Cycling in Australia
A couple of weeks ago Cycling Australia announced that they are more or less cutting everything and throwing every egg into the track basket.
Since the big board restructure, Cycling Australia has been struggling to unify road, track, MTB and BMX. This track heavy focus is a sure way to continue to get most of the cycling community off side.
It's like they have sold the struggling family farm, in a short-term solution to fix some monetary problems and keep their mother in law happy (The Winning Edge).
Yes, this will keep the Winning Edge/Australian Sports Commission on their side and they are the major backer (important). But is this the best way to actually ensure sustainability into the future?
And more importantly is this a decision in the best interest of the athletes and the sport in general?
Track cycling is great. It is a fantastic way for juniors to develop skills and is the primary opportunity for cyclists to pursue the Olympic dream. But it's not where the sport is heading. It doesn't have a massive following, participation levels are low, limited opportunities for riders to generate an income from it and there are no signs of it delivering an independent revenue stream for the national body.
For a cyclist to make a "life" out of the sport you need to pursue the road. There are some examples where people have made a living out of other segments of the sport but they are far and few between. In terms of supporting athlete sustainability, road development is key and it's the way that the governing body can assist younger athletes to create a lasting career.
The new model I believe will enhance the cycling medal tally at Tokyo but then what?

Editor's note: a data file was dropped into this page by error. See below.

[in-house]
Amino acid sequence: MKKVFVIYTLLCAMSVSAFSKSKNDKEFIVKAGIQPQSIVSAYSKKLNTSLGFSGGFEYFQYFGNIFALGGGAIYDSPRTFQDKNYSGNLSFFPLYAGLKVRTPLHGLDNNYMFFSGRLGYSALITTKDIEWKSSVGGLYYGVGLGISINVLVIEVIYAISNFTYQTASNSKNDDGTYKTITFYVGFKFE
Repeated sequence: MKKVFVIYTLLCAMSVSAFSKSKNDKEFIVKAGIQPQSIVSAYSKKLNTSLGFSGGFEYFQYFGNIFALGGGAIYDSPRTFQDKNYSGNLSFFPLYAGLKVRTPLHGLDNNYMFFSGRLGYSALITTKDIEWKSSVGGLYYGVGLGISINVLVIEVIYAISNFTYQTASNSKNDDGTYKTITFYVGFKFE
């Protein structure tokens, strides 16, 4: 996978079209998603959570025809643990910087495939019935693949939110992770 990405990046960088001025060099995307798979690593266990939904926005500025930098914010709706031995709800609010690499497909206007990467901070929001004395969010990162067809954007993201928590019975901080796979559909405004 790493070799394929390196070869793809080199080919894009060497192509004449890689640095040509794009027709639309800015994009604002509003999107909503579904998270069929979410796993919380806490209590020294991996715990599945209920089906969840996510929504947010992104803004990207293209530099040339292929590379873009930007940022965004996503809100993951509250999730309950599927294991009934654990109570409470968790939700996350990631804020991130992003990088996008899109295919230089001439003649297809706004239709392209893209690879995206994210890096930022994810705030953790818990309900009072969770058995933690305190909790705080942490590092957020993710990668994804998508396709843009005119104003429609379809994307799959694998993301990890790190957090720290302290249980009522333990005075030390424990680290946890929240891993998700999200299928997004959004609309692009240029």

If you are selected in the high performance unit and you make it to Tokyo what's a likely outcome? You go to the Olympics in 2020 and 2024, get paid a reasonable amount to be a cyclist and then get spat out when you are 30 with limited tangible skills and not a massive savings account, then what?
I'd be interested to know how much money is set aside for career development.
Where will Cycling Australia be in 2021?
Road participation will be down, MTB participation will be down, track participation might be up a little but overall the talent pool will have dwindled and infrastructure within the other programs will be gone.
It's key that high performance track athletes are supported but if you don't have riders to pick from, the support doesn't really help and limiting the exposure of the sport to the Olympics is a risky way to increase participation.
Lets not pretend Olympic cycling is the biggest influence on participation, it only happens every four years.
Cadel Evans is, Richie Porte is, a schools program is, encouraging juniors to race in any aspect of the sport is, and encouraging any type of riding in general is. And the best part - the more people that ride bikes, the more people that might take up racing and who knows, that young boy or girl that was able to ride to school might turn into an Olympian.
I’d argue that the five track gold medals at the 2004 Olympics didn’t do anywhere near as much for cycling participation as Cadel’s search for success at the Tour de France. A mountain biker turned road rider who, if he was a 19 year old today, wouldn’t be part of the Cycling Australia high performance program.
Looking at it from track endurance perspective, a rider should also pursue the road - no brainer. If they are talented enough it's not going to be difficult for a World Tour team to double their salary, give them the opportunity to race consistently throughout the season, provide them with a prosperous future and the opportunity to make a life out of the sport.
The point being, there are many parts to cycling and it's a waste to focus solely on one. Build the biggest talent pool possible and see what Olympians pop out and if none do, there will be more people riding bike in Australia - a win.
See you back at the social club,